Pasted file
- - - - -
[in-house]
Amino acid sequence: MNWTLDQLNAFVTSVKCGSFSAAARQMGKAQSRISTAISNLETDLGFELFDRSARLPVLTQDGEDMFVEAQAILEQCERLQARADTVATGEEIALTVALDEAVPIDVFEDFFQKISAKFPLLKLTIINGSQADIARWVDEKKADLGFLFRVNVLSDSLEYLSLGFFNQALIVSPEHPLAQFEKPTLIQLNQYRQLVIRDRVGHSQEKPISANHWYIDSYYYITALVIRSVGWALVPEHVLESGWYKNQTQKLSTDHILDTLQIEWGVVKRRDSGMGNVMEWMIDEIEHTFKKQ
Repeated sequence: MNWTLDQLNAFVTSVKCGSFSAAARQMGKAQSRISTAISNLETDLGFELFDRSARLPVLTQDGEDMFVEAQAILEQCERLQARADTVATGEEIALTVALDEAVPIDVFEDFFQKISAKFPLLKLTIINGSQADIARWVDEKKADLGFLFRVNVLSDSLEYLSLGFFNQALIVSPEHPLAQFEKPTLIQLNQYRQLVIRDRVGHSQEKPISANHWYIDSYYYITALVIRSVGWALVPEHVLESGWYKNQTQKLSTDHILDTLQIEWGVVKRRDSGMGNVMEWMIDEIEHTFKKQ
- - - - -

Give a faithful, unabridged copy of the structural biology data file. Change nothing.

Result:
[in-house]
Amino acid sequence: MNWTLDQLNAFVTSVKCGSFSAAARQMGKAQSRISTAISNLETDLGFELFDRSARLPVLTQDGEDMFVEAQAILEQCERLQARADTVATGEEIALTVALDEAVPIDVFEDFFQKISAKFPLLKLTIINGSQADIARWVDEKKADLGFLFRVNVLSDSLEYLSLGFFNQALIVSPEHPLAQFEKPTLIQLNQYRQLVIRDRVGHSQEKPISANHWYIDSYYYITALVIRSVGWALVPEHVLESGWYKNQTQKLSTDHILDTLQIEWGVVKRRDSGMGNVMEWMIDEIEHTFKKQ
Repeated sequence: MNWTLDQLNAFVTSVKCGSFSAAARQMGKAQSRISTAISNLETDLGFELFDRSARLPVLTQDGEDMFVEAQAILEQCERLQARADTVATGEEIALTVALDEAVPIDVFEDFFQKISAKFPLLKLTIINGSQADIARWVDEKKADLGFLFRVNVLSDSLEYLSLGFFNQALIVSPEHPLAQFEKPTLIQLNQYRQLVIRDRVGHSQEKPISANHWYIDSYYYITALVIRSVGWALVPEHVLESGWYKNQTQKLSTDHILDTLQIEWGVVKRRDSGMGNVMEWMIDEIEHTFKKQ